Vn8}nìm $_b;\86IO%J7|Mܴ+) gًd^"J|I&cڿ(\n,!K$, ϗ)г [5+@$en6uwY*i*ͻEN kH:ZpADfv:RPטR s! Y}69ӕ38!_~v4}U|iXէiB.b*"Jo.(Yl6<[KxP06Қ/w>_>"fHX7, cj |QĚp?B{LIP)ф/6b;NʏW`?Bp#'\@P>e>-\ I*Fg\ 4:2|blzpzl}Zxq9Ol 8O/|F8m#ʽ@μ[0N}IR#F ۞[K<,5S.FΩ=?5/cH ̀U,XYqxBrCm@Lݢ9cUԇDj[4rlwcƱȉc>ZK;=m4]ѕ M6D3%xg]ga+eq:~L3~%,%!!Vx&~OHHB66rC 醿eu8a{?{' SE+BZPE(Rr7v:L>J6ڎV6as /'@ Oÿ D9 ^uڶ}?mq51e)1X sitvRia:e== YΡZ/íQEH$'/YyLGHÿ/W5he/U\6-m*N1AȀE/'2Ȧ喫ZU*׍G)lG<ᚥsILݬT.>vӿ**em7*}Y~m7yY+eIrc"kdi82:{cV07IR VvYz= ;;O%=Ce眊V?f9c9$3"$Ir|W<WDYZoX: =„neZ|\e2WۘZ[cu)Bk*Zi>ۑ&Zo]WⶮMP>?#Qij#֬tGA`8ݹt4ucSq#p

Head: the Floating

The Hitchhiker April 1, 2000

A single problem has hounded role-playing since the conception of the hobby in the late 70s. That problem is the tendency to think of the character as a killing machine with interesting toys instead of a role, a well-developed person in its own right. In the past, I have merely lamented this sorry trend. I am a wiser person now. I shall solve it.

"Head: the Floating" is a revolutionary new RPG. The characters are a class outside of society, both outcasts and overmen. Normal people fear and shun the player characters, and for good reason. The player characters are heads in jars.

Surprised you, didn't I? That's the innovation that will make H:tF a best seller, save role-playing, and make me fantastically wealthy. The players are stripped of the trinkets and gewgaws that distract from role playing. No more +5 vorpal swords, no more Heckler and Koch machine guns, no more Bags of Devouring. The only elements of a character are the player, the Head, a few liters of fluid, and an inch of glass.

Shit. I'm even amazing myself. H:tF is almost Stanislavskian in its play. The players have to get inside the heads of their Heads and be the Heads. Motivations and characterization are everything. It's too much for me to contemplate. Let's avert our eyes from the dazzling beauty of these gaming revelations and turn to the more mundane. It's time for the rules.

In order to center the game on the story and the characters, H:tF will use The Window as the core of its rules. The Window is available at Methods in the Madness ( It is simple and adaptable to any gaming genre. A quick summary: all character attributes are rated as one of seven skill levels: d30, d20, d12, d10, d8, d6, and d4. When there is a chance of failure on a task, the player rolls the die that corresponds to the relevant skill. Lower is better. 6 or lower is normally a success. The target number is lowered for more difficult tasks. Accordingly, d4 is the highest skill level and d30 is the lowest. For contest rolls, all of the people parts involved roll their attributes and the lowest wins.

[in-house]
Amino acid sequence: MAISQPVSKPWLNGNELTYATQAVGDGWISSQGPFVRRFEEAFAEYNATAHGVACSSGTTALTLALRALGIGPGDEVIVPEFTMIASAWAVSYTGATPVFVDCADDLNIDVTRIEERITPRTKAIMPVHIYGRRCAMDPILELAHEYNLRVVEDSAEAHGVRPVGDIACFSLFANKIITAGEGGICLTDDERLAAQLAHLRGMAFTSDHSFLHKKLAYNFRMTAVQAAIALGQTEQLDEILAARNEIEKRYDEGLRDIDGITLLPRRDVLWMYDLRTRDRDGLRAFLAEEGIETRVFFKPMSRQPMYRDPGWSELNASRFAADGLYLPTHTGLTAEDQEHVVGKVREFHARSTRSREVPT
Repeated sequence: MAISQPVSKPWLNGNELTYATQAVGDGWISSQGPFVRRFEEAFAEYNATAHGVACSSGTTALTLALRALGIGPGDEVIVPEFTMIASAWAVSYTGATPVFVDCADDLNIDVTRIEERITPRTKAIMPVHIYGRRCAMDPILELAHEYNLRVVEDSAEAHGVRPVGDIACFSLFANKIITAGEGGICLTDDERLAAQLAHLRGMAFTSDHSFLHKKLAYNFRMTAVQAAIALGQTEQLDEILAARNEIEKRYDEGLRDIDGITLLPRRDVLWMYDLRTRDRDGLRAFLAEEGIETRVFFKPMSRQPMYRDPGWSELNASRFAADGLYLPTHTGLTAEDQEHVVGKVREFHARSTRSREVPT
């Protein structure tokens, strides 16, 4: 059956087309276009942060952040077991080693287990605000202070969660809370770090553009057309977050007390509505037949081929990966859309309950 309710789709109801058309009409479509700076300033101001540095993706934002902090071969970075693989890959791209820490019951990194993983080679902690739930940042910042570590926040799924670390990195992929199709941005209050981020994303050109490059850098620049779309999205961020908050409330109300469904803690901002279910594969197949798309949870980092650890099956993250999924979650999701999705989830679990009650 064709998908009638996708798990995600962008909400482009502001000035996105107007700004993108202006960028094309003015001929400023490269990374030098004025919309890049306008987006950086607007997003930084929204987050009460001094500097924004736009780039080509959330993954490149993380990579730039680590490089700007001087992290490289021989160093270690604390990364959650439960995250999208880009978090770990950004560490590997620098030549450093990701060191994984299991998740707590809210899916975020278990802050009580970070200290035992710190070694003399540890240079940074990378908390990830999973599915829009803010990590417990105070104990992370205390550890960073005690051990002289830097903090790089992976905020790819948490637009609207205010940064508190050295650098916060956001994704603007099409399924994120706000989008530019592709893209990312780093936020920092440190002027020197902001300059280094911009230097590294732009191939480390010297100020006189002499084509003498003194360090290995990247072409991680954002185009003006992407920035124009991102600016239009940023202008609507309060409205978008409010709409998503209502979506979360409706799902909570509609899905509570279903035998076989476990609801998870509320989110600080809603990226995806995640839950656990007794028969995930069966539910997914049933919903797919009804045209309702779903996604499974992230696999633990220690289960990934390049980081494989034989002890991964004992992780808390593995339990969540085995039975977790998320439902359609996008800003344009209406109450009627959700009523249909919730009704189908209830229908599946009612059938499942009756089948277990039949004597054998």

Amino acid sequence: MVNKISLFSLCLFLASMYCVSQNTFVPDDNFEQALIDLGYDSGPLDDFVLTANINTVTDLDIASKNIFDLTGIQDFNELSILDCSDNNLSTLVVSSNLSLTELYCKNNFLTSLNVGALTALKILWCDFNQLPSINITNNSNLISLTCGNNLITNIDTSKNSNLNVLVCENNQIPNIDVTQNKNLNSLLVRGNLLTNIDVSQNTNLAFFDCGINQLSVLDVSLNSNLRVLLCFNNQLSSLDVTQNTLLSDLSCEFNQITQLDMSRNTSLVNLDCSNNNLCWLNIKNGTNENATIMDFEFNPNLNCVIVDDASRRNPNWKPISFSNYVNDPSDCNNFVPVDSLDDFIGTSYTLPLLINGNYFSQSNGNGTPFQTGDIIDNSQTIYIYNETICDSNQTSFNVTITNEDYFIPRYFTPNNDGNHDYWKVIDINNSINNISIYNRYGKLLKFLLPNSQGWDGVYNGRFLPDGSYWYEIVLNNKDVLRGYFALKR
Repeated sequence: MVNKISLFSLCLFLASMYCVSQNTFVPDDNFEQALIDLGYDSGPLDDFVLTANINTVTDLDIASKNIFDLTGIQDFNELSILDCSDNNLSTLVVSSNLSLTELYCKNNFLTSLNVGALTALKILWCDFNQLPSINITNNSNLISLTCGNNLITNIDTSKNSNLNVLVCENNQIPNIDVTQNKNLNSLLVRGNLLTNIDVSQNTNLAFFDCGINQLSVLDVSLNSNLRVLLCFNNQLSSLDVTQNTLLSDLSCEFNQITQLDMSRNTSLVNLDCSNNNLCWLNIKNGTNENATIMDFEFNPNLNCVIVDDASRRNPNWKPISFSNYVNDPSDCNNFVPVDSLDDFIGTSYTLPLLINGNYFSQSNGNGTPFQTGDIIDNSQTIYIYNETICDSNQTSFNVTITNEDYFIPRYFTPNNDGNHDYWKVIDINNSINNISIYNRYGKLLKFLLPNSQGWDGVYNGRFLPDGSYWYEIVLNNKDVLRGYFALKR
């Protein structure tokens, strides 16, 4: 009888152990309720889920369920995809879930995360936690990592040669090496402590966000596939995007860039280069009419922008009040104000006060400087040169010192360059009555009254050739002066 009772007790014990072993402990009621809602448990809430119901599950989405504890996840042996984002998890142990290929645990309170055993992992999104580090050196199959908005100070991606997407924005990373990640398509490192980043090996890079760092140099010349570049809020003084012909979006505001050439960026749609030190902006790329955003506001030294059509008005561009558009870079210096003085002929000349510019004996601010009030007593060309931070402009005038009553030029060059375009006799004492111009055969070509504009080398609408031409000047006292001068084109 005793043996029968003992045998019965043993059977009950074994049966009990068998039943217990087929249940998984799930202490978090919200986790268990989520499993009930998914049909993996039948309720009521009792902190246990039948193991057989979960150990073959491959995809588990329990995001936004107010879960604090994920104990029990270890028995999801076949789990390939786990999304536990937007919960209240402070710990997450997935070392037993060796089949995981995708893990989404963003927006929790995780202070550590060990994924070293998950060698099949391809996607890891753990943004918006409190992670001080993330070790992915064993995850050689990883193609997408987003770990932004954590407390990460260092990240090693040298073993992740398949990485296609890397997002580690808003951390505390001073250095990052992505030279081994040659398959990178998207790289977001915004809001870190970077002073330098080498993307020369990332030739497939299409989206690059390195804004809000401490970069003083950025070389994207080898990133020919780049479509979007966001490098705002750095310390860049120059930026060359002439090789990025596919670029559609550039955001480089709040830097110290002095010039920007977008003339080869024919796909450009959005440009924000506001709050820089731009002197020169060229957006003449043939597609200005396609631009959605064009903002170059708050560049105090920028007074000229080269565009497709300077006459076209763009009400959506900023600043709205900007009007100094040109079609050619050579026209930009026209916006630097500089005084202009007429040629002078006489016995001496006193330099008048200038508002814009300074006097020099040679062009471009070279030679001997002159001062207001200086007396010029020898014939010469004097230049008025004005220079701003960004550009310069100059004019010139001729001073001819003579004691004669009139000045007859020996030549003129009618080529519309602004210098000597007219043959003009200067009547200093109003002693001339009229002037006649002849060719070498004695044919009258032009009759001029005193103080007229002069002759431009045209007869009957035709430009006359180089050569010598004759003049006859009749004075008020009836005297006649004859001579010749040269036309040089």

A more detailed but poorly written discussion can be found at "What is the Window?" ( Go and read it. I'll just watch the screen saver while you do.

So you've either finished the other article or you've decided to callously ignore my advice and skip ahead. Either way, good for you. I'll assume that you already have a brilliantly thought out and creative charcter concept, so we can move on to the duller but still necessary number crunching. In H:tF, each Head has seven major attributes. They are, in a particularly random order:

Intellect (Int) is the reasoning power and general knowledge of a given Head. Contests of wits and situations involving recall of random knowledge would use this attribute. A Head with d30 Int would be either an idiot, a moron, a cretin, or a connoisseur of lead-based paints.

Perception (Pcp) is the acuity of a Head's senses or sensing apparatus. Since it is difficult for a floating head to dine on anything but intravenous food or fish flakes, taste is usually atrophied in Heads. Smell is also out of the question. Therefore, Pcp is applied to tests of vision, hearing, or touch. On second thought, you can't feel anything through glass. Nix touch. Vision and hearing only. A Head with d30 Pcp would most likely be Helen Keller sans body.

Appearance (App) is a Head's basic attractiveness or lack thereof. Despite being disembodied creatures with stumps where their necks should be, some Heads can be compellingly beautiful. A d4 App indicates an exceptionally beautiful Head, perhaps a demigodhead. A d30 indicates the Elephant Head.

Buoyancy (Bcy) is a Head's talent at floating and moving around in its jar. Heads with exceptionally high Bcy ratings may have been swimmers or athletes in some sport that requires extremely strong neck and jaw muscles. Bcy can also be applied to surviving in water outside of a jar, but any Head that is removed from its jar is not long for this world.

Charisma (Chr) is comprised of the force of personality and speaking skills that a Head commands. Persuasion, lying, and seduction would all be encompassed by Chr. Heads with very low Chr are bound to be very lonely. Not only are they boring conversationalist, they are heads in jars.

Glass Thickness (Thk) is, literally, the thickness of the glass which makes up a specific Head's jar. Heads with a low Thk are wont to be grievously cracked at the slightest misfortune, while those possessing high Thk can be used as bludgeoning weapons by normal folks with few ill effects.

Luck (Luk) is self explanatory. Most Heads will have low Luk scores. If they were lucky, they'd still have bodies.

Saving the role-playing industry is toilsome work. I can go on no longer tonight. In the next installment, there will be information on skills and useful advice for constructing a convincing and multi-layered character. Until then, happy floating.

The Hitchhiker

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